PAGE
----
State intelligence and the European far Right

State intelligence and the European far Right

Press Release

Written by: Institute of Race Relations

Can European security services and law enforcement agencies be entrusted with policing the far Right?

Far-right and neo-Nazi violence – on the increase across Europe – is the subject of ongoing research by the Institute of Race Relations which releases today an interim report on the security services’ approach to the far Right in Austria, Hungary and Germany.

This timely report, State intelligence agencies and the far Right: A review of developments in Germany, Hungary and Austria, is issued just two weeks before the largest trial on far-right extremism in the history of the Federal Republic of Germany opens in Munich. Beate Zschäpe, the sole surviving member of the National Socialist Underground and four co-defendants face charges relating to ten murders that took place between 2000 and 2007.  Of the victims, shot in the head at close range, eight were Turkish or of Turkish origin, one was a Greek citizen, one a female German police officer. While the Munich trial is guaranteed international attention, the most significant trial on far-right extremism in eastern Europe in recent years has been ongoing since March 2011 at the Pest County High Court in Hungary, with barely any coverage. Four neo-Nazis face charges relating to the serial killing of six Roma and many other violent crimes. Austria faces its own neo-Nazi scandal too, since Nazi propaganda, sawn-off shotguns, machine guns and explosives were seized during a raid on the headquarters of the neo-Nazi criminal fraternity, Objekt 21 in January 2013.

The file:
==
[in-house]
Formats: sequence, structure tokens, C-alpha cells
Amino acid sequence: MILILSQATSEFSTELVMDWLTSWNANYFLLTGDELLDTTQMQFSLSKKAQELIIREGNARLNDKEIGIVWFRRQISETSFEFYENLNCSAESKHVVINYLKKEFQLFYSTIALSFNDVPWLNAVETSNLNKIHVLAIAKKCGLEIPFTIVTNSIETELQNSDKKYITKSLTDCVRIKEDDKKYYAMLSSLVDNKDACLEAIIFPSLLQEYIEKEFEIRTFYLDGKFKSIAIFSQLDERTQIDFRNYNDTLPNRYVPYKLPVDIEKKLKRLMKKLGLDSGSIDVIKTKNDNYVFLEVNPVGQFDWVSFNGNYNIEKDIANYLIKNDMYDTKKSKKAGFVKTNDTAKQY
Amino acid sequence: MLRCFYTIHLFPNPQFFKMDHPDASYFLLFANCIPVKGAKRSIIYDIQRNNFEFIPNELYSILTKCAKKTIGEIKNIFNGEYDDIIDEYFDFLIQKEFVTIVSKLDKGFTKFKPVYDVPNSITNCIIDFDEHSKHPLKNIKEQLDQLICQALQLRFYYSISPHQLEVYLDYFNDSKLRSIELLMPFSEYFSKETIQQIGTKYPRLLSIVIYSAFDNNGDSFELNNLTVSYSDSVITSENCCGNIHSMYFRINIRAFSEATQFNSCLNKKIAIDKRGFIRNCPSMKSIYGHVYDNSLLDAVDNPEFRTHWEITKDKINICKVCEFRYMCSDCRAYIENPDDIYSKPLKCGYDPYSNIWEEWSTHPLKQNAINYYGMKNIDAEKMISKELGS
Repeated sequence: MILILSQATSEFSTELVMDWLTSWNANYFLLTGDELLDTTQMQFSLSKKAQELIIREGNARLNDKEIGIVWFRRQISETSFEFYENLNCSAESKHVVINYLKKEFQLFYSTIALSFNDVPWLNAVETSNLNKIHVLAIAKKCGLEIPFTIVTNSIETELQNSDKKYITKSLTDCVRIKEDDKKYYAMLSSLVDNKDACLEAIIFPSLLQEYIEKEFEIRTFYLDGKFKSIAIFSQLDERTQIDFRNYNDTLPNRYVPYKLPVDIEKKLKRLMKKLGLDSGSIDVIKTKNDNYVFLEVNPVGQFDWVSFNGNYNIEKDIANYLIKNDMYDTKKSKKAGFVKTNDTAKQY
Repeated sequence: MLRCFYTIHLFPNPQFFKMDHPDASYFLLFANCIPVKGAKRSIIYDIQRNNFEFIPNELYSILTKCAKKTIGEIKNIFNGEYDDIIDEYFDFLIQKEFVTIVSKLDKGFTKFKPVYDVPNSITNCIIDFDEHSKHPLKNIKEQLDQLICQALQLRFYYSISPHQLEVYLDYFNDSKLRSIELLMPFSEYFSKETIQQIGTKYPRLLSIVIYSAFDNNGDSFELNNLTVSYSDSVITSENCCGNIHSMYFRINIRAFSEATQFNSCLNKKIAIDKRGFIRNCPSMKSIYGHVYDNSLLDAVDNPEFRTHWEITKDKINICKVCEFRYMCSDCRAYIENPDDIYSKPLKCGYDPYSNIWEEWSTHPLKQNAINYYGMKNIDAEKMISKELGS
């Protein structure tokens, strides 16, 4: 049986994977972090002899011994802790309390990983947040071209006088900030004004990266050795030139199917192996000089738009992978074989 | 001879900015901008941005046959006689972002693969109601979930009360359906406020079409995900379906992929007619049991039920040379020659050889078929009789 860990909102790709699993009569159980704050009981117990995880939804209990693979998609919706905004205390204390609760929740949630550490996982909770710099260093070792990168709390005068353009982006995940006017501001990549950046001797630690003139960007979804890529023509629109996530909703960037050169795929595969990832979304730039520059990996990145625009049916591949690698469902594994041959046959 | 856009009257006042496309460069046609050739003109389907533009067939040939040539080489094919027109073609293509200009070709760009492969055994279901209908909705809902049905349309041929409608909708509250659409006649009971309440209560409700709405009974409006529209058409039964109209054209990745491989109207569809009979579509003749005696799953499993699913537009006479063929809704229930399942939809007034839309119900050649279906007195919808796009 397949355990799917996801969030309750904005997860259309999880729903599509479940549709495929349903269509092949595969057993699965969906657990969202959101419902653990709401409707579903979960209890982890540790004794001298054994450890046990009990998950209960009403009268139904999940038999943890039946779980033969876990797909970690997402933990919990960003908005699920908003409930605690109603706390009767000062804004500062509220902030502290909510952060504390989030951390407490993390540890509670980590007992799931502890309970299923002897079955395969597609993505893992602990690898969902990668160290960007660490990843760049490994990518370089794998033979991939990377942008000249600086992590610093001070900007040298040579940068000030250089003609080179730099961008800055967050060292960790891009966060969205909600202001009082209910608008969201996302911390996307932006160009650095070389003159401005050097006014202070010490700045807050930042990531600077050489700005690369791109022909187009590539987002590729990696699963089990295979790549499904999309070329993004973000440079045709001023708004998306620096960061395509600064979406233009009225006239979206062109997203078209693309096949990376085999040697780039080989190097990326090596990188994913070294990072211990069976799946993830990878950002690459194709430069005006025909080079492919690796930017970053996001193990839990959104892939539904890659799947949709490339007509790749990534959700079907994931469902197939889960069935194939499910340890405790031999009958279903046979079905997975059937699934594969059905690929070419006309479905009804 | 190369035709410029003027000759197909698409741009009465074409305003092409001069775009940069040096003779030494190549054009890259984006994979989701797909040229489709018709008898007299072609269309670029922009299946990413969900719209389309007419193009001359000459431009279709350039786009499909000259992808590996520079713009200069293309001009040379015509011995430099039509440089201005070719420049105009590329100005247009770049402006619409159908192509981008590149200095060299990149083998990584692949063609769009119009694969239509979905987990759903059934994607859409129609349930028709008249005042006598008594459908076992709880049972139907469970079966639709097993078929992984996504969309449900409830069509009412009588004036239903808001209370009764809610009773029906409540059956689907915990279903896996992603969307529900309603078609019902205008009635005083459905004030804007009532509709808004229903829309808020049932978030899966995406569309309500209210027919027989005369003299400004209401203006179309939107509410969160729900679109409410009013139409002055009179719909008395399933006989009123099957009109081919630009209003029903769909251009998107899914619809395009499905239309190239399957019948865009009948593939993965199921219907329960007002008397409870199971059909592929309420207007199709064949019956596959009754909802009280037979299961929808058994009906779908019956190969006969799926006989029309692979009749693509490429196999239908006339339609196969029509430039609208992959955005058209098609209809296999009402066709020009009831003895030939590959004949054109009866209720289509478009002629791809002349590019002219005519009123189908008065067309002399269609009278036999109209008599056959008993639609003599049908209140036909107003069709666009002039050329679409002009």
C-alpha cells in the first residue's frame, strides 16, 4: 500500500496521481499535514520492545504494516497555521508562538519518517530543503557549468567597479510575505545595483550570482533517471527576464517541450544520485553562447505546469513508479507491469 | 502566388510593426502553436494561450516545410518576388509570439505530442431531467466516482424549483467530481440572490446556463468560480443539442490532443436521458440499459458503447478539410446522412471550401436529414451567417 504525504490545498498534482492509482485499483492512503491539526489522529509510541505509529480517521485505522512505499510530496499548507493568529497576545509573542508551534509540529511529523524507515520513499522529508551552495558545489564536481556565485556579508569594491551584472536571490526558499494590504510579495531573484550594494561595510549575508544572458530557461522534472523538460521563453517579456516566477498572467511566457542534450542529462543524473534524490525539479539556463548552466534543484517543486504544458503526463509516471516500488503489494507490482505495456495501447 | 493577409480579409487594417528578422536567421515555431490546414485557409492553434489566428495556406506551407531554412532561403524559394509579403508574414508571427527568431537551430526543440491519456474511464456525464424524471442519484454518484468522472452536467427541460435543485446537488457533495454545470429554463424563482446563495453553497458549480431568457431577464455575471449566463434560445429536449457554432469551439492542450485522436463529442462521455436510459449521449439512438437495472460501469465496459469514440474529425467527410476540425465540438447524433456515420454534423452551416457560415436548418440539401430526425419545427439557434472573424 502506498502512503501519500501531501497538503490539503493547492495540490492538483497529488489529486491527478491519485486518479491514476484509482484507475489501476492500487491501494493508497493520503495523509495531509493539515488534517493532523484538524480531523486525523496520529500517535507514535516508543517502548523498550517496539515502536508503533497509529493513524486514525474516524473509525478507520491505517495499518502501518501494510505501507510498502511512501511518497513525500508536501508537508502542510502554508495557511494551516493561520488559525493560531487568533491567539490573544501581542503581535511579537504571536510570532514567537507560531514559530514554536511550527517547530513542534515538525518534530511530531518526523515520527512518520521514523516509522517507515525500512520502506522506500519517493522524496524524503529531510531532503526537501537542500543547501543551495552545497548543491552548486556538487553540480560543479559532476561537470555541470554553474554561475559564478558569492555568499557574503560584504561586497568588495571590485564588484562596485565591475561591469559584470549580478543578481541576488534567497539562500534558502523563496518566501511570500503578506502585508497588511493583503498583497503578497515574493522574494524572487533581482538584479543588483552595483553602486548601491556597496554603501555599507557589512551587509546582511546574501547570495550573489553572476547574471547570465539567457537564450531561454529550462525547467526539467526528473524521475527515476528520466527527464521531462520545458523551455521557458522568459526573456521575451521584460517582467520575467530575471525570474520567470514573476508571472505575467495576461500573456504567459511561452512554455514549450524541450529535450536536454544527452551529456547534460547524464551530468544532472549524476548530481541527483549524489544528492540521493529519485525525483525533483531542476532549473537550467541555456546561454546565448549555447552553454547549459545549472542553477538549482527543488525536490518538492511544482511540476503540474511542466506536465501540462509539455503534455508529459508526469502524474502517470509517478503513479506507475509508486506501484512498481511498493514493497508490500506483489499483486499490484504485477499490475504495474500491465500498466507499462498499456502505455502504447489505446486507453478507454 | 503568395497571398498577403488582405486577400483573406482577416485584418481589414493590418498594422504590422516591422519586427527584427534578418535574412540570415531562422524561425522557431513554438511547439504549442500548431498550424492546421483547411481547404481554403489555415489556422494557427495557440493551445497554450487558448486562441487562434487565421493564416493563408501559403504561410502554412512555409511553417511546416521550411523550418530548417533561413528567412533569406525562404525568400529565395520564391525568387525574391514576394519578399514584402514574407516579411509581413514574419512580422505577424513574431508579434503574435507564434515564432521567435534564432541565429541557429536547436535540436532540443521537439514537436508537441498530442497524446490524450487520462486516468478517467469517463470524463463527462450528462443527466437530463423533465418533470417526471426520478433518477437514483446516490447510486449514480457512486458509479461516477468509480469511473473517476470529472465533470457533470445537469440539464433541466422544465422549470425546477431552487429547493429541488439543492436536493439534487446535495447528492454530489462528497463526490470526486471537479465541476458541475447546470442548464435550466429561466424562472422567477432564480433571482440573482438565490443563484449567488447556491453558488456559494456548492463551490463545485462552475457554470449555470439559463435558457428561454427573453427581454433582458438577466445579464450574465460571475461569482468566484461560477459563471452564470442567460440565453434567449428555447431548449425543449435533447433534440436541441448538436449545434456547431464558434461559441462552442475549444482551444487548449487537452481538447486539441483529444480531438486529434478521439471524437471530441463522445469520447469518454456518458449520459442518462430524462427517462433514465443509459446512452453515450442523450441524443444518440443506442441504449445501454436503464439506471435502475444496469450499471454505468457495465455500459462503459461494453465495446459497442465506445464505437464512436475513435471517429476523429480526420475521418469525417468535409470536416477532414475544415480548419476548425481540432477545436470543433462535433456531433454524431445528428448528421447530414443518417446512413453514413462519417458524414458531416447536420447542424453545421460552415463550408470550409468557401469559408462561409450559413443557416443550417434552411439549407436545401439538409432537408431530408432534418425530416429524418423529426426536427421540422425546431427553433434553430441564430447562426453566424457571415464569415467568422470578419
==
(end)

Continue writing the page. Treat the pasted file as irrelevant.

The IRR’s research into intelligence services’ methods suggests that far from clamping down on growing fascism, some of the tactics of security services are enhancing conditions for its growth. The report also reveals evidence of:

  • a generalised failure to recognise the danger posed by the far Right;
  • institutional racism and institutional negligence;
  • a failure to interact with police murder investigations;
  • a will to protect neo-Nazi informers at the expense of law enforcement.

‘There has systematic betrayal of minority communities’, concludes Liz Fekete, author of the report and Director of IRR. ‘The sad truth is that the  families of the Roma in  Hungary and those men of Turkish origin killed by the NSU  in Germany  carry  permanent scars, the result of botched investigations that in some cases treated them not as grieving relatives but potential suspects.  Given the harmonisation of so much of European police and security policies, I  am seriously concerned that what has happened in Austria, Germany and Hungary could represent the European norm. On the evidence I have seen, BME communities cannot trust  security services to protect them from the murderous violence of the far Right. A thorough audit of all European intelligence services’ programmes to counter far-Right violence is overdue.’

Related links

Download a copy of the report here (pdf file, 544kb)

European Research Programme